Always keep in mind that you can't backpack nearly as far in a day as you can hike. Schedule in plenty of breaks. Your legs and back will thank you later.

That's about all I got for now.


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PostPosted: March 25 09, 10:06 am 
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thrill wrote:
It's better to smell bad than carry an extra 15 pounds of clothes. Get an appropriate sleeping bag for your conditions, a decent night's sleep is incredibly important. Boil in a bag dehydrated food is light, packable and doesn't taste half bad. Bring a filter because water is heavy but you'll always need it. If you have a renewable source you can cut weight a ton. Have comfortable boots. If you're a flatlander, don't take on serious hikes unless you know your limits at altitude. Altitude sickness is hell and will ruin an expedition. Always share what you can with any other hikers in need. Don't [expletive] litter you douche.



On this trip I stupidly carried too many clothes, too many books and too much heavy food. But dammit, I'm stronger for it now. And I know better.
I'm thinking about getting a dehydrator for fruits and veg b/c I don't like to go w/o for too long.


Funny, my daughter was looking forward to using the trowel to dig a poo hole except I don't think she was really actually looking forward to it but maybe I'm wrong. Fortunately or maybe unfortunately, all pooing took place in the campground toilets.

I also had to tell her to ease up on the drinking water b/c she was draining her camelbak on the first half of the hike in and peeing it all out. I think it was like chewing gum for her. Typically you don't tell someone to drink less on desert hikes.


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PostPosted: March 25 09, 10:12 am 
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I don't know if I would describe myself as "ultralight" because I like some comforts on the trail, but my pack tends to get lighter and lighter.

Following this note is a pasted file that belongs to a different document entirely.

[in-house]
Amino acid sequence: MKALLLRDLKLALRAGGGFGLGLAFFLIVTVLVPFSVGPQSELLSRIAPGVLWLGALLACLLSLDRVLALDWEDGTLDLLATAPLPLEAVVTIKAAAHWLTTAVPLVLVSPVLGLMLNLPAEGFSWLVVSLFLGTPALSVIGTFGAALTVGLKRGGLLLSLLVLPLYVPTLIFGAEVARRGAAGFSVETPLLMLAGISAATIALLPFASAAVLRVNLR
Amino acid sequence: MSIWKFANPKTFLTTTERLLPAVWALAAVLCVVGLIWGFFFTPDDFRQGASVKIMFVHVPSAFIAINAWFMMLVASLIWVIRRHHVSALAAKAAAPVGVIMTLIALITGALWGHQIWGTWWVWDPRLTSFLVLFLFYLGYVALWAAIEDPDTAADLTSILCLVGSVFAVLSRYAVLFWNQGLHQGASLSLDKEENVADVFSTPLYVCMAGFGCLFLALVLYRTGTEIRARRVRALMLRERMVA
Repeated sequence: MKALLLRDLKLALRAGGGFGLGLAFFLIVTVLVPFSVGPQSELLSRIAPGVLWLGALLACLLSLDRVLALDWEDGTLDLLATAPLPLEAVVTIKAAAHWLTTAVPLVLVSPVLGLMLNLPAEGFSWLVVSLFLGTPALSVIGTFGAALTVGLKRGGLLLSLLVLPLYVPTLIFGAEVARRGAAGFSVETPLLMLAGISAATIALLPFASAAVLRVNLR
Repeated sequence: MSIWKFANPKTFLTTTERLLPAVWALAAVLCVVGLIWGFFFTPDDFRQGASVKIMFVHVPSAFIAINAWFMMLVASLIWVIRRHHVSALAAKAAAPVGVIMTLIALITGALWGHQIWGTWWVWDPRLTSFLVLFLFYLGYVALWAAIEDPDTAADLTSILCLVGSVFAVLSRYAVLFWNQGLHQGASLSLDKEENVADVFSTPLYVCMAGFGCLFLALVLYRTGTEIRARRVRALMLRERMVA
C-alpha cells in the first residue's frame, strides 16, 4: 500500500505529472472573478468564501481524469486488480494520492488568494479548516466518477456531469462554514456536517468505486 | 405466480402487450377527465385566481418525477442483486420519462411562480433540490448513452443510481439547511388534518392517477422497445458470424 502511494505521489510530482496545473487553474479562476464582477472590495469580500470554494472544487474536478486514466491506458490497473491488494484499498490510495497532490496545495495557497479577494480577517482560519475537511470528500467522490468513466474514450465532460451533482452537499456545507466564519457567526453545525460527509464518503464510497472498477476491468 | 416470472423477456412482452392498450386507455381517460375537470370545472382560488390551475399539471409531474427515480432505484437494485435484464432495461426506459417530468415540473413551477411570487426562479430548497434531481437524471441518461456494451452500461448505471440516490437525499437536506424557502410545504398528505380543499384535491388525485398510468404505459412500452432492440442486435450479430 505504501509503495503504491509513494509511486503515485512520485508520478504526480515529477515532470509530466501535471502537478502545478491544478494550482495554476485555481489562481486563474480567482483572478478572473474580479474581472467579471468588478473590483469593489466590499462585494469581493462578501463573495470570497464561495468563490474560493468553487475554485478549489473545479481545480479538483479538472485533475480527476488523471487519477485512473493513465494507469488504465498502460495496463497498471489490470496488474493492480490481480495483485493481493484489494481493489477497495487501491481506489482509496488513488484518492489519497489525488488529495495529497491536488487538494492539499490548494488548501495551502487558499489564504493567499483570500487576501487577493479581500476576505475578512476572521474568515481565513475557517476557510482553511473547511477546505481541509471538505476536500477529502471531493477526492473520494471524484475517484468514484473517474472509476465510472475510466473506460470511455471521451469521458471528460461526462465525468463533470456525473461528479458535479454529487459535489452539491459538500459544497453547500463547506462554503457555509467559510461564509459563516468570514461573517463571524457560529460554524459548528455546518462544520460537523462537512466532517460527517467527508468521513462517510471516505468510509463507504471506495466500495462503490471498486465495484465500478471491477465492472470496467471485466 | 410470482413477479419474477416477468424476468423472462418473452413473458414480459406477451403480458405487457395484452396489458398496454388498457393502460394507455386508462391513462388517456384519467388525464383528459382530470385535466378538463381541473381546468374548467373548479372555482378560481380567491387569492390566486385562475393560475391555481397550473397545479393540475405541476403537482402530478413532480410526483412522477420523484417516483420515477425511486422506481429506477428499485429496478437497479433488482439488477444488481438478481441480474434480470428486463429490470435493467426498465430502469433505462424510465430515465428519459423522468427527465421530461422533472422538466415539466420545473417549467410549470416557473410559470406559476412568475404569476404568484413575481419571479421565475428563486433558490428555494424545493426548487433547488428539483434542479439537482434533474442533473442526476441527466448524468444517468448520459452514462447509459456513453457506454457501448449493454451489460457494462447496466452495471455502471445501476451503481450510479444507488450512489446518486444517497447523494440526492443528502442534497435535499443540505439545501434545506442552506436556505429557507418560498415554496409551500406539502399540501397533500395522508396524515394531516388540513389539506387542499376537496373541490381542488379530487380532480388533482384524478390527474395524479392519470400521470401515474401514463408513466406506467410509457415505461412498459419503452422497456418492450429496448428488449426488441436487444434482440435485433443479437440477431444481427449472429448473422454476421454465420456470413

It is hard for me to avoid foil bags for trips longer than two days, but I have a few recipes I can share with you. Fanatastic Foods chili is yummy, especially with some canned chicken, sun-dried tomatos (rehydrated), mushroom, onion and pepper thrown in. Also a fan of steel cut oats with powdered milk, dried blueberry and banana, and maybe some almonds.

You can shave the most weight by being really smart about clothing. No cotton anything, except maybe a bandana and t-shirt for sleeping (a cotton tee absorbs oil and moisture than can damage your sleeping bag liner). Go for convertible nylon shorts with mesh liners (no underwear). Bring a set of waterproof outerwear and use it also for cooler weather. Add a fleece, and use it as a pillow by cramming it inside a stuff sack. Extra socks are a good idea. A hat will keep you just as warm as many jackets.

Henry Shires makes several designs of his Tarptent. These are excellent shelters for the weight (around 2 lbs for 2 person shelters). A good 2-man, 3-season tent need not weigh more than 5 pounds, especially for the shorter versions (<85 inches long). REI's Quarterdome series is quite good now. Northface tents are also affordable and high quality. You can also look at Cabela's XPG tents.

The Whisperlite stove is fine. Jetboil makes an integrated system that really sips fuel (good for longer trips), but also costs $100. It's great for boiling water for coffee and foil bags, but titanium is tough for making stews, eggs, etc. as it tends to burn the surface. MSR makes a small aluminum fry pan that works well.

The MSR Miniworks is a great water filter for the money. It's reasonably light, very reliable, and can be field-serviced.

I make coffee using a foil-screen filter that sits atop my thermal mug. You can drip and steep with it. Weighs a few ounces.


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PostPosted: March 25 09, 10:14 am 
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lukethedrifter wrote:
I think it was like chewing gum for her. Typically you don't tell someone to drink less on desert hikes.

Ah, this is a good point. I like gum when I'm hiking. I realize you have to spit it out and that is littering, but chewing gum helps keep me distracted which helps with my altitude headaches, keeps me off my camelbak and helps with hunger.